Wontons, Carrot Cake, and the Most Wonderful Time of the Year

Some discoveries over Christmas and the days that followed:

20141224_185456 General Tso’s Chicken from Serious Eats

Amazing, incredible, perfect, wonderful. This is an extremely labor intensive process – double dipping, deep frying, hand coating, the whole megilah. But let me tell you – it is WORTH it. This is the crunchiest, golden-est, delicious-est fried chicken I have ever eaten in my home. I didn’t even do it properly – half of  the chicken didn’t get properly coated in the dry mix and became gluey and messy. But, somehow, when it fried, it became almost as crispy and perfect as the pieces that were prepared with care and precision. I dumped a bunch of chicken in at one time, undersalted it, and cheated on the sauce by using store bought duck sauce that I doctored with sambale olek and scallions. It was stilt the best American Chinese food that I have ever made at home. Fabulous.  20141225_113413 Deep fried wontons

In my new, cheap, and totally awesome wok. The wok is the best deep fryer I could ever imagine and the best tasting wontons I have had in my own home. I love potsktickers as much as the next gal, but wontons really should be totally crispy, with no doughy or delicate steamed quality. Give me crispy, crunchy, brown, and hot enough to burn my tongue. I fried these half a bag at a time and they disappeared faster than you can say “pass the ponzu.” 20141225_161931 Many assorted Asian sauces

…make for a great do-it-yourself fried rice bar.  20141226_173245 Carrot cake from The Little Pie Company

For people who think that they hate carrot cake. So sweet, fluffy, moist, and positively draped with creamy, sweet, thick cream cheese icing. Yes, I have been eating a ton of carrot cake lately.

Hey, it’s the most wonderful time of the year, right?

What and How to Eat During Winter

It’s almost Christmas! You know what that means…CHINESE FOOD TOMORROW!

But here are a couple of tips to get through the snow, slush, and muck when the tree comes down and all that you’re left with is the aching feeling that global warming would be better than 2 more months of this crappy weather.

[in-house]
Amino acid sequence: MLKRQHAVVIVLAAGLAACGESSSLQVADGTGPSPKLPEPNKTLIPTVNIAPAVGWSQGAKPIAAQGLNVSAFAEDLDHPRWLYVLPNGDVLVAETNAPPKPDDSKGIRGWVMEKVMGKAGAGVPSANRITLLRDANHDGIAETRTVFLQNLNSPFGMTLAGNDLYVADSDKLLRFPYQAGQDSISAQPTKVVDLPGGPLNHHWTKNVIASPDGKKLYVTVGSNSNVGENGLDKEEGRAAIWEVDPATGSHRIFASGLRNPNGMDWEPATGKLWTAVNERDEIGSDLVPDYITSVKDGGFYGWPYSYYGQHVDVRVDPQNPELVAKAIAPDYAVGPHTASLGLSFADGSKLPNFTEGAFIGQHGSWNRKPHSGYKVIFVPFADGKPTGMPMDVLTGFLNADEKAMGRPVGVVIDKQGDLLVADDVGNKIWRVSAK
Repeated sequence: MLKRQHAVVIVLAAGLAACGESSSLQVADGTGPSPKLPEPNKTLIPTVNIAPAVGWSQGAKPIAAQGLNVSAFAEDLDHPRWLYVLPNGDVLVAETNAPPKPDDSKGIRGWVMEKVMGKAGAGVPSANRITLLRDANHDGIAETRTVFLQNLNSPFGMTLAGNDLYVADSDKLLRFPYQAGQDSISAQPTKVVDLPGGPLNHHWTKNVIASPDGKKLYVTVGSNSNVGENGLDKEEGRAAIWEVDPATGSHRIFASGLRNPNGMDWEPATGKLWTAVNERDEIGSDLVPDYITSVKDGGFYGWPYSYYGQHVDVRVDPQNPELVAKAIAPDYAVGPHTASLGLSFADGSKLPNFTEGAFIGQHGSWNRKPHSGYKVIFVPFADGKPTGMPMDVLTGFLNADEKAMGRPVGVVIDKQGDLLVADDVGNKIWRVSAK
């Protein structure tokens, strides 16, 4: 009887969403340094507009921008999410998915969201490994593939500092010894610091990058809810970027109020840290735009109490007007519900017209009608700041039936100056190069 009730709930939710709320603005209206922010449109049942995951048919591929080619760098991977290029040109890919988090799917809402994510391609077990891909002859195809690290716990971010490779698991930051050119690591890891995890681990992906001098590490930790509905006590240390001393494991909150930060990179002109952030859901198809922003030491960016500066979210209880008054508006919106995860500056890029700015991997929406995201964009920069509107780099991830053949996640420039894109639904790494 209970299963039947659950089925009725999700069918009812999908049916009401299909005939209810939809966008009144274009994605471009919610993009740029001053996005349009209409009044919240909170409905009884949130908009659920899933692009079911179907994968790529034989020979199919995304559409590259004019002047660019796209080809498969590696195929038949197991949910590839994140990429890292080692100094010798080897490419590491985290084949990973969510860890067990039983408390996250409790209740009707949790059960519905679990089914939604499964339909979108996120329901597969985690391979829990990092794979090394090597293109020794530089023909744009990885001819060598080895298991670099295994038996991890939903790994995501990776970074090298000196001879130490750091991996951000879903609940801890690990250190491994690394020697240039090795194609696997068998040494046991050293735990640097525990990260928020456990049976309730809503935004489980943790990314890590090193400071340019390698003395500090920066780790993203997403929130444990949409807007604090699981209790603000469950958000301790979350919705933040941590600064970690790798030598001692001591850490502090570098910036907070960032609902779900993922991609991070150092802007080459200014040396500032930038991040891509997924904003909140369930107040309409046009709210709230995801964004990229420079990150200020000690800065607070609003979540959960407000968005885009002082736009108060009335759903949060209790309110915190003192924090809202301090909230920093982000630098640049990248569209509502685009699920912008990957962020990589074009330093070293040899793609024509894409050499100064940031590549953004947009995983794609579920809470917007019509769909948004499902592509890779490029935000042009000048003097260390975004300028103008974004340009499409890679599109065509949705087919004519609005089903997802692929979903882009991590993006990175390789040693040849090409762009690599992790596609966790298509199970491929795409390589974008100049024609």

20141218_123727 Sushi

Eat as much sushi as possible through March. Now, when the water is cold, fish have to put on extra fat. That means tekka that tastes like toro, oysters that are creamy and plump, and uni that is…well…eat as much uni as you can afford. Salmon is better in the summer, but almost every other fish is better at this time of year.  20141218_190444 Order yourself some indulgent sweet treats from Sucre

Family sent me a delicious holiday care package from this Nola sweet factory and all I can say is I WANT CANDY! The macarons come in a series of southern inspired flavors like bananas foster and strawberry shortcake. The strawberry one is especially delicious – the cookie is a little too airy, but the ganache is a white chocolate blanket adorned with a sticky, juicy jewel of strawberry jam. This is a good cookie. To say nothing of the excellent chocolates and craveworthy peppermint bark.  20141222_085449 Breakfast or dinner dates with friends

I hate this weather so much that I never go out in it, except for errands, transport, and pre-planed dates. I don’t just go out on a whim like I do when it’s warm and summery. Planning dates with friends is one of the only ways to keep e from becoming a complete social hermit. With my work and family schedule, breakfast works better for me. Meeting a friend even once a month makes a huge difference in your winter life – after all, how fun is it to eat a delicious meal with someone who doesn’t share your last name? I heartily recommend the creamy scrambled egs and wonderfully tangy toast that I enjoyed with Feisty Foodie at Maison Kaiser.